Jack Rogers’ troubles just keep getting worse in CAPTAIN AMERICA #703. Not only does he have the government hounding him as a fugitive, but now, he’s got the Red Skull to deal with, too. Although, that might not be such a bad thing.

CAPTAIN AMERICA #703 continues the “Promised Land” arc in a very interesting way. Usually, the presence of the Red Skull in a Captain America book is a bad omen. This time around, though, writer Mark Waid has shaken things up a bit and turned the infamous villain into something of an ally for Jack Rogers. But, will this crazy idea be enough to save the “Promised Land” arc from its own fatigue?

With the help of the Red Skull, Jack Rogers will blow the whole Kree Conspiracy wide open. Mark Waid is joined by artists Leonardo Romero, Alan Davis, and Mark Farmer to bring us the penultimate chapter of this futuristic Captain America tale.

Looking to the Past in CAPTAIN AMERICA #702

CAPTAIN AMERICA #703 Embraces the Villain

CAPTAIN AMERICA #703 picks up right where #702 left off. Jack Rogers comes face to face with a nightmare. It’s what he calls “evil incarnate.” The Red Skull has been freed, and he’s still got the power of the cosmic cube. At first, this comes as a stroke of horrible luck for Jack, but the historian manages to turn things around and persuade the Skull to help him.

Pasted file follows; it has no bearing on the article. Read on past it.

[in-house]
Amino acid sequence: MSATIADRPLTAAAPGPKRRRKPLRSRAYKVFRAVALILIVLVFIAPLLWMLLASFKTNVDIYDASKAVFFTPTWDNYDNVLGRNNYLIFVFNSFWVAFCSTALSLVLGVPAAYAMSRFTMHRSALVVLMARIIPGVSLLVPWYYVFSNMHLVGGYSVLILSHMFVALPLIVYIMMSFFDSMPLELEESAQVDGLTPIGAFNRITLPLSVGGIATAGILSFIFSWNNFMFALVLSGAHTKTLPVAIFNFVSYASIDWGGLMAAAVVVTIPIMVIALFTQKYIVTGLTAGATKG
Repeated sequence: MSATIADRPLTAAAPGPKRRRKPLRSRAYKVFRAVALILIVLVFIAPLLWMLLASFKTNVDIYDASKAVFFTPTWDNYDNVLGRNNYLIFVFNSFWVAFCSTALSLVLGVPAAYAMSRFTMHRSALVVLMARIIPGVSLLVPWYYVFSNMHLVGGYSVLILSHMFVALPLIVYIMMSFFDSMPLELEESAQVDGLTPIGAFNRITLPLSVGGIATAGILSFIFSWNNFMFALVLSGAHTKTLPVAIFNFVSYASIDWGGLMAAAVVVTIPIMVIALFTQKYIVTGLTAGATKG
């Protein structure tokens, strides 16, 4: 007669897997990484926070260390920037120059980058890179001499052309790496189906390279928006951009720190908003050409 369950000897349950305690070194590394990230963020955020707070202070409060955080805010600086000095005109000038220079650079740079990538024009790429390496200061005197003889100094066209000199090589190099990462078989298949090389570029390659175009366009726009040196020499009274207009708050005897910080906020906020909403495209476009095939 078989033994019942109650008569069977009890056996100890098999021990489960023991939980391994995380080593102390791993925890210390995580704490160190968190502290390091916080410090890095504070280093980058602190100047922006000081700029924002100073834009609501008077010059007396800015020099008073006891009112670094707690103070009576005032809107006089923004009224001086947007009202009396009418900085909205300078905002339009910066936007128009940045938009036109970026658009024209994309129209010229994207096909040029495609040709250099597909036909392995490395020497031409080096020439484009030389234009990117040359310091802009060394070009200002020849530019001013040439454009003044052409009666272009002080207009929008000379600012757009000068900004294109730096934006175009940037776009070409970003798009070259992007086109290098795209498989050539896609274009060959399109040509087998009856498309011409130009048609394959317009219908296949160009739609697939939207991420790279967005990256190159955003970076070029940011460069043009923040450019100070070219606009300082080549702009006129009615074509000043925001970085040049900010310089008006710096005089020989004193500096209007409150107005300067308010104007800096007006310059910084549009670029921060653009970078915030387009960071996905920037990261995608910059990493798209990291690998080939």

CAPTAIN AMERICA #703 page 5. Courtesy of Marvel Entertainment.

Jack informs the Red Skull of the conspiracy and how the Kree plan to take over the planet. Of course, Red Skull doesn’t want that, so he happily aids Jack in taking them down. With the power of the cosmic cube, Jack and the Skull are able to transmit General Pursur’s files detailing the Kree takeover.

This, of course, prompts the appropriate riots and slow downfall of the Kree on Earth. The Skull kills some Kree goons in RAIDERS OF THE LOST ARK fashion (which is always nice), and Jack finds his son and figures out that young Steve is the key to fixing anyone infected with this Kree-sleeper-agent bug.

CAPTAIN AMERICA #703 page 18. Courtesy of Marvel Entertainment.

Mixed in with the main story is a flashback sequence featuring Captain America. Radioactive Man and the Melter are interrogating him, as part of some evil plot of theirs. He tricks the witless villains into giving up their plans to bomb the U.N. Though things seem dour for Cap, Hawkeye, Scarlet Witch, and Quicksilver jump in to save him. It’s a nice little story that complements how Jack turns the tables on Red Skull.

A Mellow Buildup

As a whole, the story of CAPTAIN AMERICA #703 is fairly tame. It naturally progresses the arc and moves pretty quickly, which should keep the reader’s attention, but at this point, it’s starting to feel a little predictable. It’s pretty much all but certain that Jack will succeed in bringing down the Kree and somehow beat the Red Skull as well. Frankly, I’m not all that worried.

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That being said, CAPTAIN AMERICA #703 does a great job of continuing to enhance the character of Jack Rogers. This issue delves into his parentage a bit, talking about how he and his wife were very worried about having a child. But, as with most parents, once little Steve was born, he became Jack’s entire world.